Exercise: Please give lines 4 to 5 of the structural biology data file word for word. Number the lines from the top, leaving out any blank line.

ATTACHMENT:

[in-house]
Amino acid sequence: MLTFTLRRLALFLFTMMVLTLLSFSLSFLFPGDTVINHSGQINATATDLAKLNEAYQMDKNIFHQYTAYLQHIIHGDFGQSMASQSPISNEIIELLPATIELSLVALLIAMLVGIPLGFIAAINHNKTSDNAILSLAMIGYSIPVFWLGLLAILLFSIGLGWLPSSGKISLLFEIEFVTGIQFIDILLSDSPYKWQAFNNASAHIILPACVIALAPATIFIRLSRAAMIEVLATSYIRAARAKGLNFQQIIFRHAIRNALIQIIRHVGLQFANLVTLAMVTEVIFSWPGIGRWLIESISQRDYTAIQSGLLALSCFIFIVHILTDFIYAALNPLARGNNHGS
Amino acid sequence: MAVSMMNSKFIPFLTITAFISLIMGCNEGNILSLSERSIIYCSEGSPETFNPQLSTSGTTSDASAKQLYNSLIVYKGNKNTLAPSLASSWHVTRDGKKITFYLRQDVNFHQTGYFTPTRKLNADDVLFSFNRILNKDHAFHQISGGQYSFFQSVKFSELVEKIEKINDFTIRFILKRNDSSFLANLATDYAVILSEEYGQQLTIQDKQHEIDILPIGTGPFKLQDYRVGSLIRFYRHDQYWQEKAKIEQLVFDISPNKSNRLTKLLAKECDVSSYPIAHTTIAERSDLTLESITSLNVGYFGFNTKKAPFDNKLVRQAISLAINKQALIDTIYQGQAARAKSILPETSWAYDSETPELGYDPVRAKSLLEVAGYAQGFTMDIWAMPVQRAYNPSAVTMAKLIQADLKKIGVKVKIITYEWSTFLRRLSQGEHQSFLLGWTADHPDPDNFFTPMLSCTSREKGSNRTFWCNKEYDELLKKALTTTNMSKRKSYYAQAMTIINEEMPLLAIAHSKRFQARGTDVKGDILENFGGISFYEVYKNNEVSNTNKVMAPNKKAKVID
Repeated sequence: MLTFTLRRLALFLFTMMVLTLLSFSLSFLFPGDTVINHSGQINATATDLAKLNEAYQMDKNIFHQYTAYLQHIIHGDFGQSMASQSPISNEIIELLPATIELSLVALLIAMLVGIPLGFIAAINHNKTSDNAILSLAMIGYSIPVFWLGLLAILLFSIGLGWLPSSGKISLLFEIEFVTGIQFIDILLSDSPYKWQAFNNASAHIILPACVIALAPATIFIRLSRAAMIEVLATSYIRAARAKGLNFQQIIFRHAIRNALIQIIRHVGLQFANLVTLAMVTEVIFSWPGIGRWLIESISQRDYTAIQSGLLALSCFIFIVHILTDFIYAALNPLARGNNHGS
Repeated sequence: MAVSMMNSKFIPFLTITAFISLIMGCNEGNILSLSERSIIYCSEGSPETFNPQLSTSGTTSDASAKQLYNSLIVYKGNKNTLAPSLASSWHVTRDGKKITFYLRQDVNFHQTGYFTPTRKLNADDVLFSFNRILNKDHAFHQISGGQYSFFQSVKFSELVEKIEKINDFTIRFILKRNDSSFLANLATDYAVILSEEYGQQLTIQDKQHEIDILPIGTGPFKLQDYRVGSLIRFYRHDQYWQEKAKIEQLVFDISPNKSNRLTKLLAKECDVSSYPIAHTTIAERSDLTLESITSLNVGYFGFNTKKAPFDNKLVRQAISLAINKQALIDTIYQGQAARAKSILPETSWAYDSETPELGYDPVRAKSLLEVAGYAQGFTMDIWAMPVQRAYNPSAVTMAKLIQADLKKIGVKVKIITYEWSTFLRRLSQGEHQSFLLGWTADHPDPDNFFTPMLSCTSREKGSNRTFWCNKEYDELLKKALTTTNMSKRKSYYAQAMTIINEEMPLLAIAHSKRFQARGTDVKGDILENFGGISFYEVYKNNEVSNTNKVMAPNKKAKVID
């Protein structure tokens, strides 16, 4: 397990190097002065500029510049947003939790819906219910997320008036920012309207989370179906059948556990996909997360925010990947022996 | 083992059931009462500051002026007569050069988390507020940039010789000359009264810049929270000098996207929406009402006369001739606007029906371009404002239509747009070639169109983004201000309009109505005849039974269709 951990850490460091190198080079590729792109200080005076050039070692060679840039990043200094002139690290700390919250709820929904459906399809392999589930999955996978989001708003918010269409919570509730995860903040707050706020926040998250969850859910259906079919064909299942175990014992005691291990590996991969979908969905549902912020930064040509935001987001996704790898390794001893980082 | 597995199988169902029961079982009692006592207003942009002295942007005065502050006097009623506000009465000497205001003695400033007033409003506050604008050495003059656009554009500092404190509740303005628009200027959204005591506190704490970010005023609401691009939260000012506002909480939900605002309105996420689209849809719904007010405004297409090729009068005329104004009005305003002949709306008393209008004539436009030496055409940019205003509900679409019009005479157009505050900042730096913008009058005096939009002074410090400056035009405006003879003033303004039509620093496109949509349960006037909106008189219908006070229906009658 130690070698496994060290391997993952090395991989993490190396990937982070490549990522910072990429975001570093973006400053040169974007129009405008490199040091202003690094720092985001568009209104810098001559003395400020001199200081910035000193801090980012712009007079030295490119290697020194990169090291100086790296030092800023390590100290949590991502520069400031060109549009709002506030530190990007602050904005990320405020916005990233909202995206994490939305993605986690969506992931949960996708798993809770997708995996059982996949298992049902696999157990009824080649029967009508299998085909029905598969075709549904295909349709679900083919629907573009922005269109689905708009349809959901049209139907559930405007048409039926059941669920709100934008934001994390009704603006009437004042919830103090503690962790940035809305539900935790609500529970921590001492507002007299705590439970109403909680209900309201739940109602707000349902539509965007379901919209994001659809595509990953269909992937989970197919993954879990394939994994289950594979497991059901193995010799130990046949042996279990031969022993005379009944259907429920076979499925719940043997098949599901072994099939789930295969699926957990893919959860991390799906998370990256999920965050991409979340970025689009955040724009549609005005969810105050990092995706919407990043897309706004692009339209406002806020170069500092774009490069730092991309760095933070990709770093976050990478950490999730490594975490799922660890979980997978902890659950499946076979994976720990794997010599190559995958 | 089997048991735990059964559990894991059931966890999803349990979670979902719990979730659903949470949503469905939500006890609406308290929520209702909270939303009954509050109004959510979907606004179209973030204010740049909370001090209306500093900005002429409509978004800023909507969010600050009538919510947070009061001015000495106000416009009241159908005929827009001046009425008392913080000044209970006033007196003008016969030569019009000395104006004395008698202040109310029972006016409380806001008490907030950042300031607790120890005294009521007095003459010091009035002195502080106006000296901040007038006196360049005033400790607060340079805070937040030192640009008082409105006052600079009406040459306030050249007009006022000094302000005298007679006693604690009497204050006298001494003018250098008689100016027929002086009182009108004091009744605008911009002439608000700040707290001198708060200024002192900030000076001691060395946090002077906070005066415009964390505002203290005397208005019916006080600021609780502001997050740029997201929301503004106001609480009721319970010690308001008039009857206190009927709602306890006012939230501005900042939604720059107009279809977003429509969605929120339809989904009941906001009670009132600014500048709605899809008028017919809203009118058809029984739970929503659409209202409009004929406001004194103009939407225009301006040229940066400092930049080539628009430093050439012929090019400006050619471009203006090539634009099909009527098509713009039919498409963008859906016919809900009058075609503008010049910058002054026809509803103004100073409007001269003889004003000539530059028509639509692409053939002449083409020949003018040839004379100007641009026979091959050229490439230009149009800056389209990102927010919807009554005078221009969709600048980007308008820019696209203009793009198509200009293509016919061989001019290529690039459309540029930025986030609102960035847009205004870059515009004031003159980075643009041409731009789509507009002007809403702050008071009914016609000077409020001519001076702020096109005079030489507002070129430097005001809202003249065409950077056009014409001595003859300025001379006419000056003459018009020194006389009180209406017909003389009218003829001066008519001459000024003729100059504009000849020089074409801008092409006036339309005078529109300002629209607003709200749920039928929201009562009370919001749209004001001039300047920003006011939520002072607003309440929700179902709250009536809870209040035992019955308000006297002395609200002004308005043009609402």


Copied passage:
Repeated sequence: MLTFTLRRLALFLFTMMVLTLLSFSLSFLFPGDTVINHSGQINATATDLAKLNEAYQMDKNIFHQYTAYLQHIIHGDFGQSMASQSPISNEIIELLPATIELSLVALLIAMLVGIPLGFIAAINHNKTSDNAILSLAMIGYSIPVFWLGLLAILLFSIGLGWLPSSGKISLLFEIEFVTGIQFIDILLSDSPYKWQAFNNASAHIILPACVIALAPATIFIRLSRAAMIEVLATSYIRAARAKGLNFQQIIFRHAIRNALIQIIRHVGLQFANLVTLAMVTEVIFSWPGIGRWLIESISQRDYTAIQSGLLALSCFIFIVHILTDFIYAALNPLARGNNHGS
Repeated sequence: MAVSMMNSKFIPFLTITAFISLIMGCNEGNILSLSERSIIYCSEGSPETFNPQLSTSGTTSDASAKQLYNSLIVYKGNKNTLAPSLASSWHVTRDGKKITFYLRQDVNFHQTGYFTPTRKLNADDVLFSFNRILNKDHAFHQISGGQYSFFQSVKFSELVEKIEKINDFTIRFILKRNDSSFLANLATDYAVILSEEYGQQLTIQDKQHEIDILPIGTGPFKLQDYRVGSLIRFYRHDQYWQEKAKIEQLVFDISPNKSNRLTKLLAKECDVSSYPIAHTTIAERSDLTLESITSLNVGYFGFNTKKAPFDNKLVRQAISLAINKQALIDTIYQGQAARAKSILPETSWAYDSETPELGYDPVRAKSLLEVAGYAQGFTMDIWAMPVQRAYNPSAVTMAKLIQADLKKIGVKVKIITYEWSTFLRRLSQGEHQSFLLGWTADHPDPDNFFTPMLSCTSREKGSNRTFWCNKEYDELLKKALTTTNMSKRKSYYAQAMTIINEEMPLLAIAHSKRFQARGTDVKGDILENFGGISFYEVYKNNEVSNTNKVMAPNKKAKVID